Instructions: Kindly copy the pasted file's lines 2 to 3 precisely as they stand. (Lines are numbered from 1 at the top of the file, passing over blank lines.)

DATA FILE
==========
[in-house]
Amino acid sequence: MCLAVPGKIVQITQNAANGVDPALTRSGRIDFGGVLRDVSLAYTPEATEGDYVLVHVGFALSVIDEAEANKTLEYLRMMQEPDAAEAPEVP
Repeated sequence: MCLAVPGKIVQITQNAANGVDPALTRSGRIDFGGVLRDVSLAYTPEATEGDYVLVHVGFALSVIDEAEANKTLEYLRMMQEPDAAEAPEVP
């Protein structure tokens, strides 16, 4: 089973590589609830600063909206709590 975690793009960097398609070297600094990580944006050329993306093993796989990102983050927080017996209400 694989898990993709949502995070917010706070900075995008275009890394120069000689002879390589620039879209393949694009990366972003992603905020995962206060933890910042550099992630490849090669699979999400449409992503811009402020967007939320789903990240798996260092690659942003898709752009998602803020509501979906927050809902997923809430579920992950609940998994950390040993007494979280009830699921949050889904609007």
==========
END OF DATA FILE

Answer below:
Amino acid sequence: MCLAVPGKIVQITQNAANGVDPALTRSGRIDFGGVLRDVSLAYTPEATEGDYVLVHVGFALSVIDEAEANKTLEYLRMMQEPDAAEAPEVP
Repeated sequence: MCLAVPGKIVQITQNAANGVDPALTRSGRIDFGGVLRDVSLAYTPEATEGDYVLVHVGFALSVIDEAEANKTLEYLRMMQEPDAAEAPEVP